Magazine article Sculpture

Dylan Mortimer: Working Faith

Magazine article Sculpture

Dylan Mortimer: Working Faith

Article excerpt

Dylan Mortimer is both an artist and an active Christian pastor, but just where one identity begins and the other ends is difficult to tell. He mixes Christian iconography with pop culture to create glitter-covered relief sculptures, more reminiscent of neon casino signs than church altarpieces. This combination of sincere Christian faith and materialist Pop art style may be an unusual, even contradictory combination, but it is uniquely honest to Mortimer's personal sense of both art and ministry.

Mortimer graduated with a BFA from the Kansas City Art Institute in 2002 and received an MFA from the School of the Visual Arts in 2006. The reception of his work at these institutions was very different. At KCAI, his fellow students were mostly from the interior of the country; they grew up in Christian households, either thoroughly devout or just nominally religious, while his peers at SVA had mostly been raised as atheists.

The art world across America is predominately secular, but people come to it with different experiences. In the Midwest, Mortimer perceives what he calls "post-Christian wounding," an emotional pain of having had and lost faith. In the Midwest, speaking publicly about religion is difficult; it is discussed delicately, if at all. Mortimer describes this as a tendency to warn people, and in his undergraduate and graduate work, he even incorporated fluorescent safety vests and other literal warning signs. For East Coast peers, this sensitivity seemed strangely cautious, humorously too polite.

But things are different in the Midwest. When Mortimer returned to Kansas City as an artist/pastor, he stopped being cautious and became outspoken in his work. From the perspective of art history, the closest comparisons to his glitzy sculptures are the works of Pop artists like Andy Warhol and Jeff Koons, but in Kansas City, the most obvious comparison is to the iconic, neon picket sign of the Westboro Baptist Church.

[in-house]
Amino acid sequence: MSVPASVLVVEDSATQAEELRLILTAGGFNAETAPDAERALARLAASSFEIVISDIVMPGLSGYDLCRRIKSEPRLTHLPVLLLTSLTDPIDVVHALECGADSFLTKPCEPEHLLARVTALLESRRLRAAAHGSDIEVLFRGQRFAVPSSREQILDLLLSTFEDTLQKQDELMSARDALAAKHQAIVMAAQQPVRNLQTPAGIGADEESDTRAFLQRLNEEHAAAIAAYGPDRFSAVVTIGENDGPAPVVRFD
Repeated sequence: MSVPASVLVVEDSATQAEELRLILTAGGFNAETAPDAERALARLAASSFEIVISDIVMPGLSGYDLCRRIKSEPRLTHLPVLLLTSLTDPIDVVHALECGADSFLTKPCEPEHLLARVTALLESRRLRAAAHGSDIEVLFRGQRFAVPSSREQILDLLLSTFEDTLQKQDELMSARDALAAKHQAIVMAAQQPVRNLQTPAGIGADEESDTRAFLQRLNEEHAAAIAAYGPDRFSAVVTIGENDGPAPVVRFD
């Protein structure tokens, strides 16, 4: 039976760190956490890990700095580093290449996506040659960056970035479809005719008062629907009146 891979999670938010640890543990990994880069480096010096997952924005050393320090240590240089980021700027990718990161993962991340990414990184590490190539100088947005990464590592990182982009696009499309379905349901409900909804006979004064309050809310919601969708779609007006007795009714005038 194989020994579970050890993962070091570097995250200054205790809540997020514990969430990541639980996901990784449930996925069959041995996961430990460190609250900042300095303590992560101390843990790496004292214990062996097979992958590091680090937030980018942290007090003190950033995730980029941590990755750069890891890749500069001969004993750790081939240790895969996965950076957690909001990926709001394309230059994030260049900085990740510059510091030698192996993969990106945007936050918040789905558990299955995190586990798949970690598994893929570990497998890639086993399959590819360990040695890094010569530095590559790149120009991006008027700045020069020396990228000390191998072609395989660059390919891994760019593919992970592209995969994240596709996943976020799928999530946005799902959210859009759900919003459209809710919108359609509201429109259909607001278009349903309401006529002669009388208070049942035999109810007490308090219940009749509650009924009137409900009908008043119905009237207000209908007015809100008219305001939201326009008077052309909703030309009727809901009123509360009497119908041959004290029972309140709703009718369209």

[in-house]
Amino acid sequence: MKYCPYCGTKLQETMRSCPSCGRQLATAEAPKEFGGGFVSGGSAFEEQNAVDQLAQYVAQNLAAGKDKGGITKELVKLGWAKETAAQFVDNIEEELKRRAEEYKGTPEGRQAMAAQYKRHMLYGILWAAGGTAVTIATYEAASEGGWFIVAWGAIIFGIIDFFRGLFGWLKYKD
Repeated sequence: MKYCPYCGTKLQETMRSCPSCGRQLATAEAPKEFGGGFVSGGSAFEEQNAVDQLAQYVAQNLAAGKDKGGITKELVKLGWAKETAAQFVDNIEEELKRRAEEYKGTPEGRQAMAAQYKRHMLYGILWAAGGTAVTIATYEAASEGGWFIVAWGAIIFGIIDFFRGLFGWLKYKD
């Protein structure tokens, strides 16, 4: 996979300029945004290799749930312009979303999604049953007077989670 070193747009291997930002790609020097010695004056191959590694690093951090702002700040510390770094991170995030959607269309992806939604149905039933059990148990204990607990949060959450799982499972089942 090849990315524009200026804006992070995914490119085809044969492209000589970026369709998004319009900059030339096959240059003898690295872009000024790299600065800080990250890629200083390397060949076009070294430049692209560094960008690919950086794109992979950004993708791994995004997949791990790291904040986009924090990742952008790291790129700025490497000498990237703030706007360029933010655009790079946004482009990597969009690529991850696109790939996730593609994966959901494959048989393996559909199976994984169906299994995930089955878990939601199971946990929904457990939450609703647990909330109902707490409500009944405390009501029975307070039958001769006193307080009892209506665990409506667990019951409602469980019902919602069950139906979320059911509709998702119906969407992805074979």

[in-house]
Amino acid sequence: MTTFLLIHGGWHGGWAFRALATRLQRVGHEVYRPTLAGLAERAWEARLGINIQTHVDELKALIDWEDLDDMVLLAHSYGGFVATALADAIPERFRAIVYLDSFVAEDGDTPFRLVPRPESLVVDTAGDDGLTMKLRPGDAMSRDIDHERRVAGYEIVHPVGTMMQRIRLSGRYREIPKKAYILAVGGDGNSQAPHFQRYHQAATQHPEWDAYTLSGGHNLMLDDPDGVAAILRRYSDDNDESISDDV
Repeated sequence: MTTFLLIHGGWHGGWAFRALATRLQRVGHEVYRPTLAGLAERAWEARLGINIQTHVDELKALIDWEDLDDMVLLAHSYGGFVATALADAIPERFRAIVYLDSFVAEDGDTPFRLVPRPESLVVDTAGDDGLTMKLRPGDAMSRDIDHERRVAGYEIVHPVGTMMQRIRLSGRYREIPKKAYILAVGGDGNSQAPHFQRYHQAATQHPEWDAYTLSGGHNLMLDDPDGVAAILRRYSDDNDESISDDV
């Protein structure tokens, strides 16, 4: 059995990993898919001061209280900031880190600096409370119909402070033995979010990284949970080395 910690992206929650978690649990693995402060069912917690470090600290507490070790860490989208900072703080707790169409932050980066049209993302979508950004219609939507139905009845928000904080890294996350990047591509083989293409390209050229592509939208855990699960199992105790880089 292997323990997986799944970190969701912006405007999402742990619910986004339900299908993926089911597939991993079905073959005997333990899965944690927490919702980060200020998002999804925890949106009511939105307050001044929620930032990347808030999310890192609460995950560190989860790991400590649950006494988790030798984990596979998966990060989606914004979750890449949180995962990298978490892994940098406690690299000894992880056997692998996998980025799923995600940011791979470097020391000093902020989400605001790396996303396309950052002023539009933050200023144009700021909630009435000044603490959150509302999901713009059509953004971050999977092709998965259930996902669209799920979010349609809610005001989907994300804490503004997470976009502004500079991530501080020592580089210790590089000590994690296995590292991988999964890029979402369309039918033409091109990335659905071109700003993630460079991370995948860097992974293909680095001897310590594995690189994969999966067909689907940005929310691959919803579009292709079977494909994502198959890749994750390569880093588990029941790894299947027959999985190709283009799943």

The Westboro Baptist Church is a Christian sect located in Topeka, notorious for protesting at military funerals across the country. Their bold neon signs display messages like "God Hates Fags" The Southern Poverty Law Center describes the church as a hate group and a cult. For many people in the region, the Westboro Baptist Church is terrifying, not only for its homophobic, anti-Semitic, and Islamophobic teachings, but also because of the sense that members have more allegiance to their church than they do to their community or country. They aren't afraid to say that they are going to heaven while you are going to hell, and they certainly don't trade in the apologetic, Midwestern nicety of speaking cautiously about religion.

When Mortimer returned to Kansas City, he took a different approach to ministry when he joined the River City Church as a pastor. River City is a nebulous and rather private church; it doesn't have a fixed place of worship and meets instead in the homes of its congregants. They eschew any firm definitions of denomination. While River City Church keeps a fairly low public profile, its members do regular community work and have even begun funding a local grant for artists called the Gift of Faith Award, which is given to artists of any religious or non-religious background.

River City Church definitely fits into the Midwestern model of speaking quietly and carefully about matters of faith. This makes Mortimer's life as a public artist and a religious artist a bit unusual. Considering the Pop art style of his work, it isn't uncommon for first-time viewers to assume that he is an atheist or that he is mocking religious faith; conversely they might associate him with the outspoken rhetoric of groups like the Westboro Baptists.

God Hooks My 4ss Up! (2009), part of Mortimer's 2009 Charlotte Street Foundation Award Show (possibly Kansas City's most prestigious art award), is a large, wall-mounted sculpture made of cardboard, light bulbs, and glitter. The title, written in a gothicizing script, is surrounded by a halo of light bulbs and abstract shapes reminiscent of dollar bills. …

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